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Near the end of 2019, as the 61st ASH Annual Meeting in Orlando was upon us, Blood’s incoming Editor-in-Chief, Dr. Nancy Berliner, and Deputy Editor, Dr. Andrew Roberts, discussed in ASH News Daily their shared number-one editorial goal: “to make the journal more interesting, more authoritative, and more compelling for our readers in various ways.” At the time, they could not have known what challenges they might face in the year to come. But throughout 2020, the editors, along with the Blood editorial board, have remained steadfast, pivoting where necessary amidst the impact of COVID-19, while launching a new podcast, sustaining high editorial standards, and overseeing the journal’s highest ever impact factor — 17.7.

“It has been a stressful time for all of us,” remarked Drs. Berliner and Roberts. “We have been awed by the dedication and meticulous attention of all the associate editors, who managed to keep Blood on their ‘to do’ list despite surging patient numbers and a totally different way of working. We are also incredibly indebted to the Blood staff, who have risen to the occasion beautifully despite the challenge of working remotely.” As always, the editors tout the critical work of providing the highest-quality science and clinical reporting across the breadth of hematology. In 2020, this included the journal’s interface with the new viral threat, where several impactful articles related to COVID-19–induced coagulopathy were published. “COVID-19 has had a huge impact on the landscape of scientific publishing, both good and bad,” the editors said, adding that searching for “COVID-19” in PubMed yields more than 65,000 references. “In general, there has been a tension between maintaining standards of quality science while promptly disseminating new knowledge with this outpouring of manuscripts. We hope we have been successful in that endeavor.”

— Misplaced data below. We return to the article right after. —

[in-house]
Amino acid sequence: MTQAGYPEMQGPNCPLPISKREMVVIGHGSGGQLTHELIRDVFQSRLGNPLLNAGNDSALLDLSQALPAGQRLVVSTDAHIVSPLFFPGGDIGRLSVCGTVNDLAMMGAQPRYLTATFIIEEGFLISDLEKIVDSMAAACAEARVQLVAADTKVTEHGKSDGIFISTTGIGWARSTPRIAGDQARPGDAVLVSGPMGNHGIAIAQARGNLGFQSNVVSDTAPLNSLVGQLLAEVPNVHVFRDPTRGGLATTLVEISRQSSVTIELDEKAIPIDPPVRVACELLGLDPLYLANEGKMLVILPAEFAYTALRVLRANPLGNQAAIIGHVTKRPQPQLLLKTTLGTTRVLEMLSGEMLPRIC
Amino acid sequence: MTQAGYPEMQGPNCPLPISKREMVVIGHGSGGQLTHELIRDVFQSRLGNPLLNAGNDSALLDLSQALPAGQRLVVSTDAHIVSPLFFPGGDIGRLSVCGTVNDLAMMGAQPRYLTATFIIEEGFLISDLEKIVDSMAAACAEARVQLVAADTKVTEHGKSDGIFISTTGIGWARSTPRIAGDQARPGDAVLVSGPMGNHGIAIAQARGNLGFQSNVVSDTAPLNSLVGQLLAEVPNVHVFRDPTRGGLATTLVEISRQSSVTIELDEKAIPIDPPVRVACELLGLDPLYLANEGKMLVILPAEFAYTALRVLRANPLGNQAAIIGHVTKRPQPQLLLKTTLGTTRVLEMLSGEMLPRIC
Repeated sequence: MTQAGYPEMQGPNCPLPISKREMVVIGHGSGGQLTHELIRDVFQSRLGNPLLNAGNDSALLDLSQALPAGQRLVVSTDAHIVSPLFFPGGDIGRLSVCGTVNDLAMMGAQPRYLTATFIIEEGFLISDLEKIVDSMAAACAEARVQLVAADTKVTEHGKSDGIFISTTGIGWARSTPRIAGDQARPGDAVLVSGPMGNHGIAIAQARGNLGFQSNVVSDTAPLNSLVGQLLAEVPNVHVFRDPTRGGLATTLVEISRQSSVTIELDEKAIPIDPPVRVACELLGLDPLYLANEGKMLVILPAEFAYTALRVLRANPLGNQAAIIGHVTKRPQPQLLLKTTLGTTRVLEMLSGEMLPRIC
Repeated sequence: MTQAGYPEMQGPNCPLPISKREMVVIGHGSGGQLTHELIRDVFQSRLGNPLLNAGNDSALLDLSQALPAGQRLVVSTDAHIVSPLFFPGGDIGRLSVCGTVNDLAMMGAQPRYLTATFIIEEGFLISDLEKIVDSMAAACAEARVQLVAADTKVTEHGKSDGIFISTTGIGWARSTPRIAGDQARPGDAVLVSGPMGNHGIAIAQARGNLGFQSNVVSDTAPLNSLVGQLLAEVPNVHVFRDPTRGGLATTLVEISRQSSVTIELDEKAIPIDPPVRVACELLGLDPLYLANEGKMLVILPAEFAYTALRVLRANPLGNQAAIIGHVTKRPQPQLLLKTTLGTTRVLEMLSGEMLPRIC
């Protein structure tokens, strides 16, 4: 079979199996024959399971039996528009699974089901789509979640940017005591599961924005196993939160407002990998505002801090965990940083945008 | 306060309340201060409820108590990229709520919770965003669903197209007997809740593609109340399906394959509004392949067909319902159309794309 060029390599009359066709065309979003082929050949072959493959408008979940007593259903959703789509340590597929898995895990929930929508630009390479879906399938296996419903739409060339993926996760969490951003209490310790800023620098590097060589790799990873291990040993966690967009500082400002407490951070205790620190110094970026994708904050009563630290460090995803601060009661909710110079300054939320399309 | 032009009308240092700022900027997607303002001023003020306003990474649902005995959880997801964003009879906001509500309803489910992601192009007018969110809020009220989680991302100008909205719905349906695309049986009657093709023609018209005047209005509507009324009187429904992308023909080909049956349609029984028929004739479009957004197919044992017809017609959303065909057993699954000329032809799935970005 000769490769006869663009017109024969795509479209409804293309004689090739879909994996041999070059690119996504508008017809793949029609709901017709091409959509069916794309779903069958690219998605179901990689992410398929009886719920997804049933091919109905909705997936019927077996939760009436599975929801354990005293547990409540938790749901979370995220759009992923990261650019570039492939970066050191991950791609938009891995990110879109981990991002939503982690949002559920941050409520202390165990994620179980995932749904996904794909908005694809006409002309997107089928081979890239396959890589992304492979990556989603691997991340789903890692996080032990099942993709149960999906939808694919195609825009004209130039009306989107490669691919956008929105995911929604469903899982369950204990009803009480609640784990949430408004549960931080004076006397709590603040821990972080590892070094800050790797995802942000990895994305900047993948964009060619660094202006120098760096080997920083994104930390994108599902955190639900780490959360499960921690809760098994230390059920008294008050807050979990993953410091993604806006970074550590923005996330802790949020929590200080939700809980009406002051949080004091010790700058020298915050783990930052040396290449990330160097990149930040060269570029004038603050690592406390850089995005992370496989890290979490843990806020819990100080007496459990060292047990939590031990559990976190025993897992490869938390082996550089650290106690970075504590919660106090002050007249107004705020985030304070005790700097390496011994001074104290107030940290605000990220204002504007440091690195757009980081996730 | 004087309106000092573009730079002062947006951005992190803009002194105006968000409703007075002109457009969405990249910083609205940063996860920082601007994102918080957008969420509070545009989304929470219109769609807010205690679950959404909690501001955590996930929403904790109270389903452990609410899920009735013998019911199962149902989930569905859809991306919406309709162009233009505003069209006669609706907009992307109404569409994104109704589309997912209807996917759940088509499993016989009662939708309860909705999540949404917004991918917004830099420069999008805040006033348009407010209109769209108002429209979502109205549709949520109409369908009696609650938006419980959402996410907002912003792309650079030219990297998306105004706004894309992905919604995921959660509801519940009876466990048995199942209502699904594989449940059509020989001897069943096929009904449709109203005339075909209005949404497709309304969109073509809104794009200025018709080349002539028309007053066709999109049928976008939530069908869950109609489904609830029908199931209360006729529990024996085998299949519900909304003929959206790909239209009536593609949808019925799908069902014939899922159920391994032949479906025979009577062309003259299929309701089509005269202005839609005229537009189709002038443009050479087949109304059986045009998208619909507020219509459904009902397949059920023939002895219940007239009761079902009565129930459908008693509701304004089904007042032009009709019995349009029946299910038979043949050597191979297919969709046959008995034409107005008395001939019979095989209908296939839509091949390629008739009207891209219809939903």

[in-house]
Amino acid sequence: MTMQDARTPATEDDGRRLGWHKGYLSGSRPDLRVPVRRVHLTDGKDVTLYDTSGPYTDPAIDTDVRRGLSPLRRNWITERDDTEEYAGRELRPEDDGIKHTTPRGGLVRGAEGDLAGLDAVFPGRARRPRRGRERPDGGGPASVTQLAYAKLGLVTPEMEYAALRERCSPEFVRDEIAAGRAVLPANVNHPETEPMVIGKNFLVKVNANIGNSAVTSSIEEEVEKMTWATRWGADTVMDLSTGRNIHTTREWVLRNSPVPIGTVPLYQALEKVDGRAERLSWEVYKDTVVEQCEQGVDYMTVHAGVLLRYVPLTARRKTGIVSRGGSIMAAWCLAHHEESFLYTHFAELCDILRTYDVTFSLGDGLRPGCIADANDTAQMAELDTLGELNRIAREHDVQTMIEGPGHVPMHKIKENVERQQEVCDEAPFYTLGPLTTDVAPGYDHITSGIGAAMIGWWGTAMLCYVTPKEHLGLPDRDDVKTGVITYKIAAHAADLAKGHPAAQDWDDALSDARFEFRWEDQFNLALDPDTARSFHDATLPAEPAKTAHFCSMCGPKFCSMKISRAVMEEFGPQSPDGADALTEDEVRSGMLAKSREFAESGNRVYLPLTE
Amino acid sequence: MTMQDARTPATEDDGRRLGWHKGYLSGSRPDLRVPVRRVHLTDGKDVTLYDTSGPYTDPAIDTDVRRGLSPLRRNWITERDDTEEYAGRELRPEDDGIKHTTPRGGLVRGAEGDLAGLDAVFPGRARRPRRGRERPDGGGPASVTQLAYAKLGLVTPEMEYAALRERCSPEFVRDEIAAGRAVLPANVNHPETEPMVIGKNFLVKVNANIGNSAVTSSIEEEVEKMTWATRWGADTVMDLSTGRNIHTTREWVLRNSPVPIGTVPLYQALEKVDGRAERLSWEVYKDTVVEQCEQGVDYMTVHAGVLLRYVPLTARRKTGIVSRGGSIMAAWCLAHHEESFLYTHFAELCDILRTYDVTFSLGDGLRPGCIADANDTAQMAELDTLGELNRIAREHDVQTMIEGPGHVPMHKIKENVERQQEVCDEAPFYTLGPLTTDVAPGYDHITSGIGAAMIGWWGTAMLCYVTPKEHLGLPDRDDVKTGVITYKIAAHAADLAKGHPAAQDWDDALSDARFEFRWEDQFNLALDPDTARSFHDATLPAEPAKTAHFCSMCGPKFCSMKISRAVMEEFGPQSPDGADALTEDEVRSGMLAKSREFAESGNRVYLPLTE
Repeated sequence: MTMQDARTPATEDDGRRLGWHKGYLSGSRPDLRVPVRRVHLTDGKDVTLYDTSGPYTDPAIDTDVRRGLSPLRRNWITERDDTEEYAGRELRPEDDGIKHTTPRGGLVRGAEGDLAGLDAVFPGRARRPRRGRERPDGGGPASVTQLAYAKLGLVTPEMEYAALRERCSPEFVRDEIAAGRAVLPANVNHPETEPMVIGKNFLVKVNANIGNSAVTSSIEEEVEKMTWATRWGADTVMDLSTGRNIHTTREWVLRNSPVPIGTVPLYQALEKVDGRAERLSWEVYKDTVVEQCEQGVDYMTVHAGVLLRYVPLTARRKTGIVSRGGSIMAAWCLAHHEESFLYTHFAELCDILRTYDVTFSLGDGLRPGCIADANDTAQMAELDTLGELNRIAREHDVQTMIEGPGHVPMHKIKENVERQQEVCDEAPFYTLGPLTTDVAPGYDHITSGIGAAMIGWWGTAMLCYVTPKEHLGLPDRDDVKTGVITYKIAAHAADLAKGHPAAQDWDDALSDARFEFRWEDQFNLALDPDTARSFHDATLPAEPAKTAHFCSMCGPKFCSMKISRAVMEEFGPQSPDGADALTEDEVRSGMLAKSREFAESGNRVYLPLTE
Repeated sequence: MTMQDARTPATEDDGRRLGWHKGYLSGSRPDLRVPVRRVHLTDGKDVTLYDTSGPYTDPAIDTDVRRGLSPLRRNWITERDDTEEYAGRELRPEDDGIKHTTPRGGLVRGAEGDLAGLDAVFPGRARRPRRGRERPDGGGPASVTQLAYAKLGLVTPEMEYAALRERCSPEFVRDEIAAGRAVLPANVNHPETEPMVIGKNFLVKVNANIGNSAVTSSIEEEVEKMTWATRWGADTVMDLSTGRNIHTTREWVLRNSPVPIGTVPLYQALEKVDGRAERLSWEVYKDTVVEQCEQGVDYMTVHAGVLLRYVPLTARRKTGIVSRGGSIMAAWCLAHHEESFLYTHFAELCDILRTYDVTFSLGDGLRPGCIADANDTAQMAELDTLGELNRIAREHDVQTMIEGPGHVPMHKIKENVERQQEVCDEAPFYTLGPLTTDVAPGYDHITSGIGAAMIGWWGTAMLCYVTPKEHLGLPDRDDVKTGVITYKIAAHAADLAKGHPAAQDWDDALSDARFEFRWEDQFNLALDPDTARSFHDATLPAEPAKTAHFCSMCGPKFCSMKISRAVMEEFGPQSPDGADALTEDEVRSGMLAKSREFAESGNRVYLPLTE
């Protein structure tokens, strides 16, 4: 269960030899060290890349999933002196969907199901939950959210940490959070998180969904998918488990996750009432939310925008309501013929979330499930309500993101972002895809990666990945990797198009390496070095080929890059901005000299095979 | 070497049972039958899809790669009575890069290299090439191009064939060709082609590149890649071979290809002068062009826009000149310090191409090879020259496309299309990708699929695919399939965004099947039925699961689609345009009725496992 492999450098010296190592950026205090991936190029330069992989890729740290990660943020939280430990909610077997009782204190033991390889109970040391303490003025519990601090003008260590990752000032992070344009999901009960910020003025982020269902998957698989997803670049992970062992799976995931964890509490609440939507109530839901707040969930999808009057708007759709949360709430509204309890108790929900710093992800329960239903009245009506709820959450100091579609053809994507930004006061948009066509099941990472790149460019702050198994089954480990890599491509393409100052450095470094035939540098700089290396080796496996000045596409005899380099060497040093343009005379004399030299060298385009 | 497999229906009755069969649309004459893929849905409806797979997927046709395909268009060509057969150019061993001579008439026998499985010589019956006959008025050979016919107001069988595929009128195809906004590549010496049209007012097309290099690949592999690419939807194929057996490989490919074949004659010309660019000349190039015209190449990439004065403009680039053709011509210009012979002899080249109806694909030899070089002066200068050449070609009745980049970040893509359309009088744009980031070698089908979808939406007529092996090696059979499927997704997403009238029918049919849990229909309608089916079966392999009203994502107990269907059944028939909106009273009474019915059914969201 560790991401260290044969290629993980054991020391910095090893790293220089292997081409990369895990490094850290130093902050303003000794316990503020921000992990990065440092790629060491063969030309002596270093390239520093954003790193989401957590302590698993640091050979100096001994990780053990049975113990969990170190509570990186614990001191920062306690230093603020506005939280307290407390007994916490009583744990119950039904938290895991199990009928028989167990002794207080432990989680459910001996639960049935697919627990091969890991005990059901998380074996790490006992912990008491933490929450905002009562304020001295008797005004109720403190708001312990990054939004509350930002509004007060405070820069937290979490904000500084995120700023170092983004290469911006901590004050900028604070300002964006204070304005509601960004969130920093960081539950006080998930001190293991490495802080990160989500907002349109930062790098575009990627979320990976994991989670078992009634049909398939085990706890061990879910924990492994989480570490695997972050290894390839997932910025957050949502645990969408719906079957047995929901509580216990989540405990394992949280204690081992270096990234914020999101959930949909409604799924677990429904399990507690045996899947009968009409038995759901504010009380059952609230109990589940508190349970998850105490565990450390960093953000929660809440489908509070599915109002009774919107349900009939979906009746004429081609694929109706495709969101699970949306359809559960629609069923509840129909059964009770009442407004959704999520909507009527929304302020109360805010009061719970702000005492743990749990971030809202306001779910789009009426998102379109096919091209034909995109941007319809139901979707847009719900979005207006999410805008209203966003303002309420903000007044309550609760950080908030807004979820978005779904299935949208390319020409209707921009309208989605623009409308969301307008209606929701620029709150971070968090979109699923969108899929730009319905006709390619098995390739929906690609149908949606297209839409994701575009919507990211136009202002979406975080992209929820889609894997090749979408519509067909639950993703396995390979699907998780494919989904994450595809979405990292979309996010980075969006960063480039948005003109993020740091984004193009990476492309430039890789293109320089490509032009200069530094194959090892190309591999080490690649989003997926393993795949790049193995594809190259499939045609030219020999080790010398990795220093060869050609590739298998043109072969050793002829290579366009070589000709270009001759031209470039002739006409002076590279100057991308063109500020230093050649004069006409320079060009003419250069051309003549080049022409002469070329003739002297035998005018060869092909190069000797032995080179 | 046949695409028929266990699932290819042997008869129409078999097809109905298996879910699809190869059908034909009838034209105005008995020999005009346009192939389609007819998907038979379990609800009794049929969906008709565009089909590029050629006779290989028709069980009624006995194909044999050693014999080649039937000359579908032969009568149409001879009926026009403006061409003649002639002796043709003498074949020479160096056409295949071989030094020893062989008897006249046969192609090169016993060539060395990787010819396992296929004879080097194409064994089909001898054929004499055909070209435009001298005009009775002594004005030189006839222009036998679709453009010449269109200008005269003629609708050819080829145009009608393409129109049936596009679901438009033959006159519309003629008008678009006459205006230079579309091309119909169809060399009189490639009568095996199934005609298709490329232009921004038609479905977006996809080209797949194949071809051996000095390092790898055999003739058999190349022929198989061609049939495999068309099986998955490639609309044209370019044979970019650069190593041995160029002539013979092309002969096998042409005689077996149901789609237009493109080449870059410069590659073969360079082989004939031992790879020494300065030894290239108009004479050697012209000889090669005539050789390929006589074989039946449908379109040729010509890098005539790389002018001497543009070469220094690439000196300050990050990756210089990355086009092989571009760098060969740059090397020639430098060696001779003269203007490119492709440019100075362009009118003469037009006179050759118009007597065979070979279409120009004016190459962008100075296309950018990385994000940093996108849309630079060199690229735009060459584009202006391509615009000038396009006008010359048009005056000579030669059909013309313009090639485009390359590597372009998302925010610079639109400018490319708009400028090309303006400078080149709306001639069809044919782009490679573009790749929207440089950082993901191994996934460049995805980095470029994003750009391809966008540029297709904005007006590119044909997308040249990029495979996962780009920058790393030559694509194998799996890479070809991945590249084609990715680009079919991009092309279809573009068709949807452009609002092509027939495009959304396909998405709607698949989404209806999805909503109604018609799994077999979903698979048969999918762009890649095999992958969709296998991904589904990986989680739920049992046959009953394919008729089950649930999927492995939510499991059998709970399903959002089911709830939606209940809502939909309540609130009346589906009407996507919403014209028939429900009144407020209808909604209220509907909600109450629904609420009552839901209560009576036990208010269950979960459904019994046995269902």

Outside of the pandemic, Blood’s past year was marked by some considerable accomplishments, as its first podcast series was launched, garnering a great deal of positive early feedback. Meanwhile the journal’s impact factor climbed to more than 17.7, which the editors again credit to the hard work of the editorial board for selecting manuscripts of the very highest quality and novelty. “Since the impact factor is a look backward over the past two years, we also recognize the ongoing impact of Bob Löwenberg and his tenure on the journal,” said Drs. Berliner and Roberts.

Looking to the 2020 ASH Annual Meeting, the editors of Blood are excited to present this year’s “Blood and Beyond” special-interest session, an event that always merges science with the humanities in a unique, memorable, and compelling way. Author and activist Dr. Bob Massie will give this year’s presentation titled “Medical Mistakes and Miracles: Surviving Hemophilia, HIV, and Hepatitis C.” “His talk relates some of the most glaring failings of the medical system,” said Drs. Berliner and Roberts, “but in the end, it is an inspiring and positive story that highlights the successes that have transformed the life of patients with hemophilia, HIV, and hepatitis C.”

As we progress toward 2021, a milestone year for the publication, the editors are poised to continue the strides of the past 12 months and to build upon them. “We want to continue to develop our podcast series to make it even better,” they said. “We want to increase our invited content, including the incredibly popular Review Series.” In closing, Drs. Berliner and Roberts also reminded us that Blood is turning 75 next year; readers can anticipate special features and commemorative branding in the coming months.

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